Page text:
While economics will always be a factor in cropping plans that doesn’t make sense in a year like this one, where “it really doesn’t look like there’s a clear-cut crop winner,” said Jubinville.
“This year, the profitability on these various cropping options is not dramatically different from one to the other, so I don’t think there’s a real economic incentive to choose one crop over another,” he said.
“If we were in an environment where canola or pulses or barley was offering extraordinary price premiums relative to other cropping options, there’s obviously going to be attraction to those crops. But we don’t have that situation this year.”
Changing seeding plans now would be like “betting on uncertainty,” said Turner.
“When it comes to planting, you have to ask yourself, ‘What are the things I can control? How can I minimize my risk?’ It’s by sticking to the things I know best, but also by sticking to the things that I know I’m going to be able to make a profit on.
“There’s going to be people chasing these prices, but it’s a big bet, and probably not worth it in the long run, in my opinion.”
So in a year with plenty of uncertainty — like this one — it’s better to stick to the plan.
“There’s a lot of uncertainty in a lot of pieces here, but farmers know their operations and they should have a plan based on that,” said Backman.
Focus instead on higher productivity, the analysts said.
“If it’s getting rotations and weed control back into a semblance of order, this is probably a year where it makes sense to do so,” said Jubinville.
“Meeting the needs of your own farm to get your rotations and weed control measures in balance is probably the priority at this point.”
Nevertheless, take a closer look at your marketing plan, Turner added. That starts with understanding your cost of production and having “a clear game plan for what you’re going to do if the market gets to a certain level.”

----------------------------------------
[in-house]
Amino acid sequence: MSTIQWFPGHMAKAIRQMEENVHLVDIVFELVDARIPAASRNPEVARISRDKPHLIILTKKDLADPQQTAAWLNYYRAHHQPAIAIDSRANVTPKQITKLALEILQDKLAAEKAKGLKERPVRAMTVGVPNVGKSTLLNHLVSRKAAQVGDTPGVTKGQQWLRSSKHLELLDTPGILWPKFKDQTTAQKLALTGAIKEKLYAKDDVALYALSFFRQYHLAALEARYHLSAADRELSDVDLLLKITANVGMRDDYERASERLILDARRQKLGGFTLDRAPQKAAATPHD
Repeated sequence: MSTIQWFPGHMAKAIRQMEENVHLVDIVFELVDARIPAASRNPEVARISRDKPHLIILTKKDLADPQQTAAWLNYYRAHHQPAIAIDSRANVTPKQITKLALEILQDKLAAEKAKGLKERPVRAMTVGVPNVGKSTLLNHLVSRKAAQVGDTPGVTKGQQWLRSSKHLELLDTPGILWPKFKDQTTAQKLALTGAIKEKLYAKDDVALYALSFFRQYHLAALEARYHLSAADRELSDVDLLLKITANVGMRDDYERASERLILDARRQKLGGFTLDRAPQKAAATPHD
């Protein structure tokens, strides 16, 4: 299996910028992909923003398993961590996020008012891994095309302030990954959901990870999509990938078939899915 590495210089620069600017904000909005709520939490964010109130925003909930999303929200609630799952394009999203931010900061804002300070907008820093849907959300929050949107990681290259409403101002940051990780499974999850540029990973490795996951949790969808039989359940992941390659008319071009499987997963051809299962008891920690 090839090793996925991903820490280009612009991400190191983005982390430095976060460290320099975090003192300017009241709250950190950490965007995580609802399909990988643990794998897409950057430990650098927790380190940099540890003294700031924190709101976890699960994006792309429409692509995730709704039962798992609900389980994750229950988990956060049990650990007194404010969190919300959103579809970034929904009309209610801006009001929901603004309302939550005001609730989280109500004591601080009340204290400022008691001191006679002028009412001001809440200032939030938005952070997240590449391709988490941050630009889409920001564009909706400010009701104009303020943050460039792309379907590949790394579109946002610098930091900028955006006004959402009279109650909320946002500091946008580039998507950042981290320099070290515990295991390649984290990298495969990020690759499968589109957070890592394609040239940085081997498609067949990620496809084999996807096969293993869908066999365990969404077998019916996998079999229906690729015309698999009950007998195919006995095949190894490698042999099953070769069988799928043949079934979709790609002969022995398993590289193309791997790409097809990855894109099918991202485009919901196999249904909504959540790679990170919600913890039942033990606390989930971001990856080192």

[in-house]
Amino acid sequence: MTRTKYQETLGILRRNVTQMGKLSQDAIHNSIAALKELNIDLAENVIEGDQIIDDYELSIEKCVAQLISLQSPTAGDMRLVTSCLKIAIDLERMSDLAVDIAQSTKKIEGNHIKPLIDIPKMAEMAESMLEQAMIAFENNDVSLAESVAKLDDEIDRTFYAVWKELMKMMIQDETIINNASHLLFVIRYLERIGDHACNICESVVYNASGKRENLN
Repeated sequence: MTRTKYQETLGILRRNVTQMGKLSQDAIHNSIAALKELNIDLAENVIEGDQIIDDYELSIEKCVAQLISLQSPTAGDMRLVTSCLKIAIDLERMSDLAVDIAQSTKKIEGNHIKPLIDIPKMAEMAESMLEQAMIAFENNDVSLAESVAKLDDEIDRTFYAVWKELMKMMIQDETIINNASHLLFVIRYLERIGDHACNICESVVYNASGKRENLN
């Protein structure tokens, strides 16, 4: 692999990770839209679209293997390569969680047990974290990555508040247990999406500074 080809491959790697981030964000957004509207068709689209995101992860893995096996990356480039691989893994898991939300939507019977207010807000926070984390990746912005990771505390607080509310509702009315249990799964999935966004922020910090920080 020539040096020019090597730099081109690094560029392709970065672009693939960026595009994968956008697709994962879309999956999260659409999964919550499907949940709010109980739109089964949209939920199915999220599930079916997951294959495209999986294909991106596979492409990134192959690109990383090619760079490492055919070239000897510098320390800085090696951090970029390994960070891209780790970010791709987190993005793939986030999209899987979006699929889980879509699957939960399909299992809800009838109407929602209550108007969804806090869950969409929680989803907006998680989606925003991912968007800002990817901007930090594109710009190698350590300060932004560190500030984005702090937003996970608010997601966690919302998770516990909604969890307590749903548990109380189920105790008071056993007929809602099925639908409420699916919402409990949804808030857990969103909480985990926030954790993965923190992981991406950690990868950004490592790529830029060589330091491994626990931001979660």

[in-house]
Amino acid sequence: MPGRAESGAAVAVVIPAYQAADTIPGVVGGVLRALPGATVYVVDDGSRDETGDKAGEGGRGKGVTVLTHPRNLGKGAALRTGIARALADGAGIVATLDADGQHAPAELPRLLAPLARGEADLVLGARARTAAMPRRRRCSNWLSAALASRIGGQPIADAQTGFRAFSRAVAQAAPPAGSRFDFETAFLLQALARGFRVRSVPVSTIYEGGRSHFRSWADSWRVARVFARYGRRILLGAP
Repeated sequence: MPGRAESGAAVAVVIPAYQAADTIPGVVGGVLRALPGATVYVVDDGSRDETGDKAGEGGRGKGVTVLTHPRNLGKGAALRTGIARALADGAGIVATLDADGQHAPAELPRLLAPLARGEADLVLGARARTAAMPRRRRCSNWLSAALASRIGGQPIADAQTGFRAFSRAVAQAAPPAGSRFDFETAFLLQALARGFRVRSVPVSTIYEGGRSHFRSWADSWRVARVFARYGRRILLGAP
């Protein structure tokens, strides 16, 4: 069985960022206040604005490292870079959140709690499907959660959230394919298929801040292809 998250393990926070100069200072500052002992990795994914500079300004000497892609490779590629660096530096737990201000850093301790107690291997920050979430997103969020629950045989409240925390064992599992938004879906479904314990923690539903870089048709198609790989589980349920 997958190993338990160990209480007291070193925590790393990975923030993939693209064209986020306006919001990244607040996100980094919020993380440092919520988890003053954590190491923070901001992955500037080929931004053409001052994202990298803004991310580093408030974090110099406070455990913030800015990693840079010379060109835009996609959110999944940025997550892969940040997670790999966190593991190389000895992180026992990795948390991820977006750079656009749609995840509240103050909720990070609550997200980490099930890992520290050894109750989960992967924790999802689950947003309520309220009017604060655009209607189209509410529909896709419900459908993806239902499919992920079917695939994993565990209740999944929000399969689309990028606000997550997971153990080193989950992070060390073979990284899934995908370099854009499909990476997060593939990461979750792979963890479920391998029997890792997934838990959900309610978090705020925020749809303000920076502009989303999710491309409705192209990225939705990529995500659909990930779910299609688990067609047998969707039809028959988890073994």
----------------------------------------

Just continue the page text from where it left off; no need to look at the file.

“Because we’re so busy during the seeding season, now is the time to nail down that grain-marketing game plan, because when the time does arrive for those opportunities to come up, you need to be prepared for it,” he said.
“I don’t want to paint an entirely doom-and-gloom scenario because of COVID-19, and I don’t want to be overly bullish about this yet, but I do see a strong demand for commodities coming down the line,” he said.
“There’s going to be ups and downs to this market through the growing season, but I do think there’s going to be a lot of buying interest that’s going to manifest itself.”
But right now, no one can say how the pandemic will play out, so producers will need to be patient and get ready to respond to the changing situation.
“It’s really unknown here how long it will be before we get back to a place of normalcy,” said Turner.
“We’ve seen a spike in this economic downturn that’s been very quick and very abrupt, so there is this line of thinking that the economy is just going to rebound quickly once we get past this coronavirus.
“But the impact is a lot deeper than that, and from a consumer behaviour standpoint, we’re not going to get back to normal overnight.”